Wimbs, D. v. Wolfson, M. (memorandum)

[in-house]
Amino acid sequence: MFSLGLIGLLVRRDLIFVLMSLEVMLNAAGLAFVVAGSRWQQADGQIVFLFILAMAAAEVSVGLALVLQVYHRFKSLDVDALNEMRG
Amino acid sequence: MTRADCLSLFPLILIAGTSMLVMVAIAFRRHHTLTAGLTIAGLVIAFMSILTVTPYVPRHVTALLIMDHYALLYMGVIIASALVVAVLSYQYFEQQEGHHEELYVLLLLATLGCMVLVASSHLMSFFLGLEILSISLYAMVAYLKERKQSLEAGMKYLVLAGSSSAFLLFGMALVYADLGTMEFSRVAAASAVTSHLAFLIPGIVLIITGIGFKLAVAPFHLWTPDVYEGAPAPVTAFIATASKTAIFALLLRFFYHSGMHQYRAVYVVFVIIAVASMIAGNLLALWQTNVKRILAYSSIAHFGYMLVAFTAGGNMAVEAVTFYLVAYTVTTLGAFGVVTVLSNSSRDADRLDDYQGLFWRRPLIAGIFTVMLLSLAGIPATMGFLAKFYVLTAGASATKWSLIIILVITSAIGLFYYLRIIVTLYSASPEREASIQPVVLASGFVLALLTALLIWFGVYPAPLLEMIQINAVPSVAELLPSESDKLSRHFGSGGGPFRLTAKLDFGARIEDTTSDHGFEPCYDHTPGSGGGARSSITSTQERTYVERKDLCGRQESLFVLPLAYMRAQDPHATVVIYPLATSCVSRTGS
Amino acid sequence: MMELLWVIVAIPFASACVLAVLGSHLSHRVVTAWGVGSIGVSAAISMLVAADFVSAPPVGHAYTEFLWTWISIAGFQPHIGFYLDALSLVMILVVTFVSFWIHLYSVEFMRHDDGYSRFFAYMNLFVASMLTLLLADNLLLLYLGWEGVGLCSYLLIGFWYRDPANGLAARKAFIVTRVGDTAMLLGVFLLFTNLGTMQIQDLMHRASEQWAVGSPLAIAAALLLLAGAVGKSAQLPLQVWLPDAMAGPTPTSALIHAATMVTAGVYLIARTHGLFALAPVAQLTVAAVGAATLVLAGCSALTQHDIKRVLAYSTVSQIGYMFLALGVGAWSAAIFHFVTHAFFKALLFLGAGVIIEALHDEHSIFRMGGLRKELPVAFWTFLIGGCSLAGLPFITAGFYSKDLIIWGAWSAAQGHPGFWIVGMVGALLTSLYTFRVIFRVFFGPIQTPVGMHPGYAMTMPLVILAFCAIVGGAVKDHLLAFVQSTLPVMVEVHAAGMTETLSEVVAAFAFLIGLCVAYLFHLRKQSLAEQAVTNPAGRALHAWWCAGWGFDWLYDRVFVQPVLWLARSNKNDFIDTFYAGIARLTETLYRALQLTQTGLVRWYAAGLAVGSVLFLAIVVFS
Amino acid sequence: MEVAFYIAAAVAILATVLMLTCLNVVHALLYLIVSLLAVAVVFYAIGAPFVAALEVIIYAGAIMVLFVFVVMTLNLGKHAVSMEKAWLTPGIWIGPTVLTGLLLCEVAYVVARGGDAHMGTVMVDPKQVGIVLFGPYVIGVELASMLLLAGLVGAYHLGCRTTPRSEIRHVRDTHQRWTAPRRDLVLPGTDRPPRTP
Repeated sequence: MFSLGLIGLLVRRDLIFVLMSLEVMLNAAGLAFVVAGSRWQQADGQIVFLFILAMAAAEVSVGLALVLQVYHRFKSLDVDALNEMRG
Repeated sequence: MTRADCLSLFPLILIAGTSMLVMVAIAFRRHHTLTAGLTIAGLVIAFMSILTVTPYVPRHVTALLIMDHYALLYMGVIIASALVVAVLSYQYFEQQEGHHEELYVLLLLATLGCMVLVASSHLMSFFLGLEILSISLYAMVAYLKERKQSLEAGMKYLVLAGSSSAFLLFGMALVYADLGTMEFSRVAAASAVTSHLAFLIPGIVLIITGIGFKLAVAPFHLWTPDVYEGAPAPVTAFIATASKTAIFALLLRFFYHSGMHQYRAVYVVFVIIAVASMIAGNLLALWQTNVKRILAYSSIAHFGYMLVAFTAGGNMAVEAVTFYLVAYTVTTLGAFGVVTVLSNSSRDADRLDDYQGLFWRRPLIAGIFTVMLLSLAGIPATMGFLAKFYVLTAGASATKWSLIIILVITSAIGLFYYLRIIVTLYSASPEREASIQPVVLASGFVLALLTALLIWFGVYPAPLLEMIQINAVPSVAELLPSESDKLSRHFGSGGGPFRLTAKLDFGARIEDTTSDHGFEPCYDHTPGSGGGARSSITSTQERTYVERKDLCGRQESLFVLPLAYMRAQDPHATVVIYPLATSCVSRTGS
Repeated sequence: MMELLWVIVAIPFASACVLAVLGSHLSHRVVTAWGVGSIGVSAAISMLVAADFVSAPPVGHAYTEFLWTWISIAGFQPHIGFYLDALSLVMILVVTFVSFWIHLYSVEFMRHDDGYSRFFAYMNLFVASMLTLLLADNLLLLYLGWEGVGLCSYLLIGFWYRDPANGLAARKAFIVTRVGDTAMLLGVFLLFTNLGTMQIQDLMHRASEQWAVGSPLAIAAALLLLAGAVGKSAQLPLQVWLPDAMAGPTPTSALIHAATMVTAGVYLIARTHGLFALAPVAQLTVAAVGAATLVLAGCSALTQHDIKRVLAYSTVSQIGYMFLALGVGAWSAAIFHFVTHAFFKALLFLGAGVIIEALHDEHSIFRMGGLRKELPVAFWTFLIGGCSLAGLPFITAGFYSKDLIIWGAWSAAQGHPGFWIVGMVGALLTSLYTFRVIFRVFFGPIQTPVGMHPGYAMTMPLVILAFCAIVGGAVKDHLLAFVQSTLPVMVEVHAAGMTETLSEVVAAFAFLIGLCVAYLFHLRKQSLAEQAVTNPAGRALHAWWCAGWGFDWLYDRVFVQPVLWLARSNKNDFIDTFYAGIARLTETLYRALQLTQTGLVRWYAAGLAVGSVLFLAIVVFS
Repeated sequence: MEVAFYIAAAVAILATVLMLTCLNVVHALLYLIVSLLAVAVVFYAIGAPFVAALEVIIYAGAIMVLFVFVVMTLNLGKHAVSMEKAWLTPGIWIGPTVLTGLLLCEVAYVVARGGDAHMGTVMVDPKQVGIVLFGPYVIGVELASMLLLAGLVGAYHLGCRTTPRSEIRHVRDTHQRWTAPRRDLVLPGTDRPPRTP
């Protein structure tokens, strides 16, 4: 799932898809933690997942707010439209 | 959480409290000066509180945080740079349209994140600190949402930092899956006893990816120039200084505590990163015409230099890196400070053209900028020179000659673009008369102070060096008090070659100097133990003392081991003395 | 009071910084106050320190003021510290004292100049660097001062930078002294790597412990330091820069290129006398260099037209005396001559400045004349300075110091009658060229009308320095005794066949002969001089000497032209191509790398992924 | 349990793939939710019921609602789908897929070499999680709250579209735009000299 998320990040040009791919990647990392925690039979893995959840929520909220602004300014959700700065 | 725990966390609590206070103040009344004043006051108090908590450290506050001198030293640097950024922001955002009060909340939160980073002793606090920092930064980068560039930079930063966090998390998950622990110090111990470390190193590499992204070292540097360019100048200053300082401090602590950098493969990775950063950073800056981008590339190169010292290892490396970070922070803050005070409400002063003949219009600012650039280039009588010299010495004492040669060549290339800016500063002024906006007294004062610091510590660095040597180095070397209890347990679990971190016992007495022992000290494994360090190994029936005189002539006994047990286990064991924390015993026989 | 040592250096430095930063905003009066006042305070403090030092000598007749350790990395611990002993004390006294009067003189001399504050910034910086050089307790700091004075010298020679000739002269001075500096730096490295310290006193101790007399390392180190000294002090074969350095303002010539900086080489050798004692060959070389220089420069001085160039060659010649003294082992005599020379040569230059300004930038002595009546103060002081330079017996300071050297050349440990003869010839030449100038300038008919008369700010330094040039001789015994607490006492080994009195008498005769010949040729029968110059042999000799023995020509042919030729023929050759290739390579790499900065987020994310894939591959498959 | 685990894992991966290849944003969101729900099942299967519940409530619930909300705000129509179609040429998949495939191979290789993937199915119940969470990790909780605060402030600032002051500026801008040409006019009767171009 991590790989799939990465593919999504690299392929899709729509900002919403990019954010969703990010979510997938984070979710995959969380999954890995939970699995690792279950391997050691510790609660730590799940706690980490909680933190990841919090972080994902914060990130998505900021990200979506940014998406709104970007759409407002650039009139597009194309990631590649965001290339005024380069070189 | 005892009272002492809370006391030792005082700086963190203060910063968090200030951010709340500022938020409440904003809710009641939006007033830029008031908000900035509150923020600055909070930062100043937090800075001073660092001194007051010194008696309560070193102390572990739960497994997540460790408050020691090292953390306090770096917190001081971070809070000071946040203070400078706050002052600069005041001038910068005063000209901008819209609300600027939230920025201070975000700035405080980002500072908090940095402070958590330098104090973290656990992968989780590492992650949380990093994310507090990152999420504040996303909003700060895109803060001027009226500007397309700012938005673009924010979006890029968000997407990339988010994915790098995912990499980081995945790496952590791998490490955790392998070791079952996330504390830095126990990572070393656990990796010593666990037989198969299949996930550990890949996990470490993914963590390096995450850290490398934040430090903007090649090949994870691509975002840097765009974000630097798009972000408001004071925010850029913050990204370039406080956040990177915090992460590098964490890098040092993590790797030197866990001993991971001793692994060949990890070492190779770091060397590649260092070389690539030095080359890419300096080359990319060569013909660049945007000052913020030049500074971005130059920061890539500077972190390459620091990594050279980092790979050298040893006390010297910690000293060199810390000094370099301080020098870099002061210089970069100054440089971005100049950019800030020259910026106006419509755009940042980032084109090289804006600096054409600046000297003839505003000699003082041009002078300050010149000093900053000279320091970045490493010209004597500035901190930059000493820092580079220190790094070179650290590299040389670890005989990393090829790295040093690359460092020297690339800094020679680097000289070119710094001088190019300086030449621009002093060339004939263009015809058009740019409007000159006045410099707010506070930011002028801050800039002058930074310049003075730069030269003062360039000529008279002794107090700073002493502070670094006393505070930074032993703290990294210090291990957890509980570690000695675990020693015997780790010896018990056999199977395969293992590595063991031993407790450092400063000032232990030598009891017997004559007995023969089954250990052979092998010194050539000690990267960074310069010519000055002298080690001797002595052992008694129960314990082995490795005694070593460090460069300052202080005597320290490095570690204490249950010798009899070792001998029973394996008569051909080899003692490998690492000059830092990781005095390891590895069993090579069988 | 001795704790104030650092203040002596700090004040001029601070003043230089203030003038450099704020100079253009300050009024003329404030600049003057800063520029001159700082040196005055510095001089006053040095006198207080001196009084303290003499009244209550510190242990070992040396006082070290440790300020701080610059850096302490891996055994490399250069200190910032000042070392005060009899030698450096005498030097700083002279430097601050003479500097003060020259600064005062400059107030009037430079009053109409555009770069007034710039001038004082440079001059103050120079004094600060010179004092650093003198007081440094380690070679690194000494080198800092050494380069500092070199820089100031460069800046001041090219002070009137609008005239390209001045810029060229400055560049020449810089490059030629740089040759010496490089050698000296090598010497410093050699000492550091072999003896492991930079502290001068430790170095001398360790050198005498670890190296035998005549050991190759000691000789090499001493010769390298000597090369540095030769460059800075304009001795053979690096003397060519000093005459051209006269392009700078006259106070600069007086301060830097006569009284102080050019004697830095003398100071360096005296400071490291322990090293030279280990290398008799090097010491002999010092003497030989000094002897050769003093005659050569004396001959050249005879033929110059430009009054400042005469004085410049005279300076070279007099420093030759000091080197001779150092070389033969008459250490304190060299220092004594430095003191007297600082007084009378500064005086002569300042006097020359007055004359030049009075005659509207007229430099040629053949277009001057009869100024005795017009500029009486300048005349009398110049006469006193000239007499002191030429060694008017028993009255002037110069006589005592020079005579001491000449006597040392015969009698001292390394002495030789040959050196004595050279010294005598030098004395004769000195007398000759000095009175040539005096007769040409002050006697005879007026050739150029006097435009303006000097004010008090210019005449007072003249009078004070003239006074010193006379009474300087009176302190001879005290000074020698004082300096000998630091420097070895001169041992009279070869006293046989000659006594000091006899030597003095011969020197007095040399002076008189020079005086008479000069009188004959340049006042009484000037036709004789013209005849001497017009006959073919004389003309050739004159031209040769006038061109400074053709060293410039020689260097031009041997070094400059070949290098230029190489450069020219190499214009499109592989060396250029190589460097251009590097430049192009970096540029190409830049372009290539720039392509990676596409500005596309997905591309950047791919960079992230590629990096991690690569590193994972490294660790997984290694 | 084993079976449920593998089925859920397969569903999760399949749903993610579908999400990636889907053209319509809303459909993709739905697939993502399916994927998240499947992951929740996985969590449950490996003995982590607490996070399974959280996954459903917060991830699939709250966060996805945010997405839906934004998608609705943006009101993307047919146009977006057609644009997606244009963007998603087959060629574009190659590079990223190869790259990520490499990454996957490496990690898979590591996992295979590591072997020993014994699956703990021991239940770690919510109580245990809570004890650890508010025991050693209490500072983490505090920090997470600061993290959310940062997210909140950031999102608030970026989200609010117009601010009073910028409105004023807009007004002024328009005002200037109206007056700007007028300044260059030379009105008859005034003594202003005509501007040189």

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J-A15035-23 NON-PRECEDENTIAL DECISION - SEE SUPERIOR COURT OP 65.37 DEWITT WIMBS : : : : : : : : : Appellant v. MOLLY WOLFSON IN THE SUPERIOR COURT OF PENNSYLVANIA No. 927 WDA 2022 Appeal from the Order Entered July 14, 2022 In the Court of Common Pleas of Allegheny County Civil Division at No(s): GD 20-012092 BEFORE: MURRAY, J., McLAUGHLIN, J., and PELLEGRINI, J.* MEMORANDUM BY PELLEGRINI, J.: FILED: August 30, 2023 Dewitt Wimbs (Wimbs) appeals from the order entered in the Court of Common Pleas of Allegheny County (trial court) granting the preliminary objections of Molly Wolfson (Wolfson) based on the statute of limitations and dismissing his personal injury complaint. Wimbs challenges the trial court’s finding that he did not make a good faith effort to effectuate service within the limitations period. We affirm. I. A. This case arises from a motor vehicle accident that occurred nearly five years ago on the night of November 26, 2018, in Pittsburgh, Pennsylvania. ____________________________________________ * Retired Senior Judge assigned to the Superior Court. J-A15035-23 Wimbs brought this negligence action to recover damages for injuries he allegedly sustained when Wolfson failed to stop at a stop sign while traveling at an unsafe speed and drove her car into the passenger side of his vehicle, causing him to collide with another car. Wimbs initiated this action on November 25, 2020, by filing a praecipe for writ of summons one day before the two-year statute of limitations expired.1 Wimbs made no attempt to serve the initial writ on Wolfson and he had the writ reissued ten times from December of 2020 through September of 2021. Wimbs attempted service once through the Allegheny County Sheriff on December 17, 2020, with a service address for Wolfson of 131 Hartle Road in Glenshaw, Pennsylvania. That service attempt was unsuccessful and the Sherriff’s comment on the docket read: “Deft does not live at this address, lives in the Bloomfield area of the City of Pittsburgh.” Wimbs filed his complaint against Wolfson on April 29, 2022. Wolfson filed preliminary objections to the complaint on May 20, 2022, for Wimbs’ failure to file and serve the praecipe for writ of summons and/or complaint upon her within the prescribed statutory time period and his lack of good faith effort to serve her. Counsel for Wolfson advised that she was never authorized ____________________________________________ See 42 Pa.C.S. § 5524(7) (setting two-year statute of limitations period for negligence actions). 1 -2- J-A15035-23 to accept service on behalf of Wolfson and never accepted service or spoke with Wimbs’ counsel about this matter. Wimbs filed a response to the preliminary objections averring that he had made reasonable efforts to affect service of the writ of summons and obtain a valid address for Wolfson after learning that she no longer resided at the Glenshaw address. Wimbs also maintained that after the Sherriff was unable to affect service, he contacted counsel for Wolfson’s insurer in July of 2021 to request her address and provide notice of the pending lawsuit, and that counsel entered an appearance on behalf of Wolfson in September of 2021. Wolfson filed a supplement to the preliminary objections attaching an affidavit averring that from the date of the alleged incident until May of 2021, she lived in the Bloomfield area in the City of Pittsburgh; she currently resides in the Highland Park area of the City of Pittsburgh; to date she has not been served with or given papers relating to this lawsuit by any sheriff; and she has not resided on Hartle Road in Glenshaw at any point in time pertinent to this action. B. The trial court entered its order granting the preliminary objections and dismissing this case on July 14, 2022, after the parties presented their respective positions at oral argument. Wimbs timely appealed and the trial court issued a Rule 1925(a) opinion. See Pa.R.A.P. 1925. The trial court -3- J-A15035-23 explained that dismissal of this case is appropriate because Wimbs’ issuance of the writ 11 times with only one attempt at service did not constitute a good faith effort to serve and provide notice of this lawsuit to Wolfson; this lack of effort to effectuate service demonstrated an intent to stall and did, in fact, stall the judicial machinery making this litigation stale; and there is no evidence that Wolfson had actual notice of this suit prior to the expiration of the statute of limitations. (See Trial Court Opinion, 8/29/22, at 1-2). II. A. Wimbs first contends the trial court erred in sustaining Wolfson’s preliminary objections given that he filed the writ of summons within the statute of limitations period and acted in good faith in attempting to effectuate service. (See Wimbs’ Brief, at 7-10).2 He maintains that his conduct served ____________________________________________ 2 In reviewing a trial court’s order sustaining preliminary objections for improper service of process, our standard of review . . . is to determine whether the trial court committed an error of law. When considering the appropriateness of a ruling on preliminary objections, the appellate court must apply the same standard as the trial court. When considering preliminary objections, all material facts set forth in the challenged pleadings are admitted as true, as well as all inferences reasonably deducible therefrom. Preliminary objections which seek the dismissal of a cause of action should be sustained only in cases in which it is clear and free from doubt that the pleader will be unable to prove facts legally sufficient to establish the right to relief. Bellan v. Penn Presbyterian Med. Ctr., 271 A.3d 506, 509 (Pa. Super. 2022), appeal denied, 283 A.3d 793 (Pa. 2022) (citation omitted). -4- J-A15035-23 to toll the statute of limitations and requests that we remand with instructions for Wolfson to file an answer to the complaint. We begin by observing that the “purpose of any statute of limitations is to expedite litigation and thus discourage delay and the presentation of stale claims which may greatly prejudice the defense of such claims.” McCreesh v. City of Philadelphia, 888 A.2d 664, 671 (Pa. 2005). “It is well-established that service of process is a mechanism by which a court obtains jurisdiction of a defendant, and therefore, the rules concerning service of process must be strictly followed.” Bellan, supra at 509. “Thus, improper service is not merely a procedural defect that can be ignored when a defendant subsequently learns of the action against him or her.” Id. (citation omitted). Pennsylvania Rule of Civil Procedure 401 provides that “original process shall be served within the Commonwealth within 30 days after the issuance of the writ or the filing of the complaint.” Pa.R.C.P. 401(a). If the plaintiff is unable to serve the defendant within this time period, he may file a praecipe for reissuance of the writ or reinstatement of the complaint in order to continue its validity. See Pa.R.C.P. 401(b)(1). Our case law has provided that as long as the plaintiff files his writ or complaint before the expiration of the applicable statute of limitations period, the original filing and any subsequent reissuances or reinstatements tolls the statute of limitations. See Bellan, supra at 509. -5- J-A15035-23 There are, however, limits on this tolling mechanism. In Lamp v. Heyman, 366 A.2d 882 (Pa. 1976), the Pennsylvania Supreme Court sought to limit the potential for abuse by plaintiffs who toll the statute of limitations by filing a writ of summons, have the writ repeatedly reissued, and fail to make a good faith effort to notify the defendant of the pending action. See Lamp, supra at 888-889. The Court concluded that this process, while technically compliant with the Rules of Civil Procedure, is inconsistent with the purpose of the statute of limitations which is to avoid stale claims and make the process of justice as speedy and efficient as possible. See id. at 889. It held that “a writ of summons shall remain effective to commence an action only if the plaintiff then refrains from a course of conduct which serves to stall in its tracks the legal machinery he has just set in motion.” Id. Thus, Lamp and its progeny require a plaintiff to make a goodfaith effort in diligently and timely serving process on a defendant. When a defendant presents a factual dispute as to whether a plaintiff fulfilled this duty, the plaintiff carries an evidentiary burden to demonstrate that she met her good-faith mandate. If a plaintiff presents credible evidence that she made this attempt at service, then she fulfills her requirement to prove good faith. If a plaintiff does not present such evidence, then she has failed to satisfy her evidentiary burden, regardless of whether her actions (or inaction) were intentional, unintentional, or otherwise. Bellan, supra at 510 (some citations omitted). “What constitutes a ‘good faith’ effort to serve legal process is a matter to be assessed on a case by case basis.” Englert v. Fazio Mech. Servs., Inc., 932 A.2d 122, 124 (Pa. Super. 2007), appeal denied, 938 A.2d 1053 (Pa. 2007) (citation omitted). “Where noncompliance with Lamp is alleged, -6- J-A15035-23 the court must determine in its sound discretion whether a good-faith effort to effectuate notice was made.” Id. (citation omitted). In making this decision: It is not necessary that the plaintiff’s conduct be such that it constitutes some bad faith act or overt attempt to delay before the rule of Lamp will apply. Simple neglect and mistake to fulfill the responsibility to see that requirements for service are carried out may be sufficient to bring the rule in Lamp to bear. Thus, conduct that is unintentional that works to delay the defendant’s notice of the action may constitute a lack of good faith on the part of the plaintiff. Id. (citation omitted; emphasis added). Applying the foregoing precepts to the instant case, we agree with the trial court’s determination that Wimbs’ actions did not serve to toll the statute of limitations. Wimbs made only one attempt to serve Wolfson with the writ of summons after the statute of limitations period expired in December of 2020. When that attempt was unsuccessful and the sheriff’s office informed him of Wolfson’s Bloomfield area residence, there is no indication that he made a diligent effort to locate her then-current address to effectuate proper service. Instead, several months later in July of 2021, Wimbs contacted Wolfson’s insurance company to request her address and advise it of this lawsuit. He did not file the complaint until April 2022, about three-and-onehalf years after the incident giving rise to his claims occurred. Given these circumstances, Wimbs’ lack of due diligence is apparent from the record which shows that he failed to fulfill his responsibility to ensure that the requirements for service were met. His lack of effort worked to delay -7- J-A15035-23 notice of the action and rendered the allegations he makes in this litigation stale. See Englert, supra at 124. Accordingly, Wimbs’ first issue merits no relief. B. We next address Wimbs’ contention that under McCreesh, supra, Wolfson was required to establish prejudice because she had actual knowledge of the lawsuit and that she has failed to offer any evidence of prejudice. (See Wimbs’ Brief, at 10-12). Wimbs points to the fact that he contacted counsel for Wolfson’s insurer to request her address and to counsel’s entry of appearance for Wolfson in September of 2021, which he claims demonstrates actual notice of the suit. In McCreesh, the plaintiff served a writ of summons on the Philadelphia City Law Department within the applicable statute of limitations period. However, the writ was served by certified mail, which was procedurally improper. See McCreesh, at 666. The plaintiff then effected service by hand delivery as required after the statute of limitations had expired. The McCreesh Court determined that the technically deficient service by mail was nonetheless acceptable, where counsel for the city received actual notice of the litigation within the statute of limitations period and remanded the case to the trial court to consider whether the city suffered prejudice as a result of the delay of proper service. See id. at 674. The Court concluded that strict -8- J-A15035-23 compliance with the procedural rules was unnecessary under these circumstances and explained: Neither our cases nor our rules contemplate punishing a plaintiff for technical missteps where he has satisfied the purpose of the statute of limitations by supplying a defendant with actual notice. Therefore, we . . . would dismiss only those claims where plaintiffs have demonstrated an intent to stall the judicial machinery or where plaintiffs’ failure to comply with the Rules of Civil Procedure has prejudiced defendant. Id. at 674. The Court was also careful to emphasize that the plaintiff did eventually formally serve the defendant with process, that without proper service jurisdiction could not attach, and that its holding does not address situations where a plaintiff never complies with the rules governing service of process. See id. at 666, n.1. Here, Wimbs did not formally serve Wolfson with the writ of summons or complaint by any means. Instead, the only actions that he took were to attempt to serve the writ on Wolfson at an address at which she did not reside and to contact counsel for her insurance company to advise of the suit after the statute of limitations had expired. While counsel for the insurance company did enter an appearance for Wolfson, this did not occur until September of 2021, about a year after the statute of limitations period expired. The absence of actual notice within the statute of limitations and lack of eventual proper service distinguishes it from McCreesh, wherein the attorney for the defendant received the writ of summons within the prescribed -9- J-A15035-23 statutory timeframe, albeit through certified mail rather than personal delivery as required. While McCreesh excuses technical non-compliance with procedural rules under limited circumstances, in this case, there was no significant attempt to comply with the rules whatsoever. Accordingly, for the foregoing reasons, we affirm the trial court’s July 14, 2022 order granting Wolfson’s preliminary objections to Wimbs’ complaint and dismissing the complaint. Order affirmed. Judge Murray joins the memorandum. Judge McLaughlin concurs in the result. Judgment Entered. Joseph D. Seletyn, Esq. Prothonotary Date: 8/30/2023 - 10 -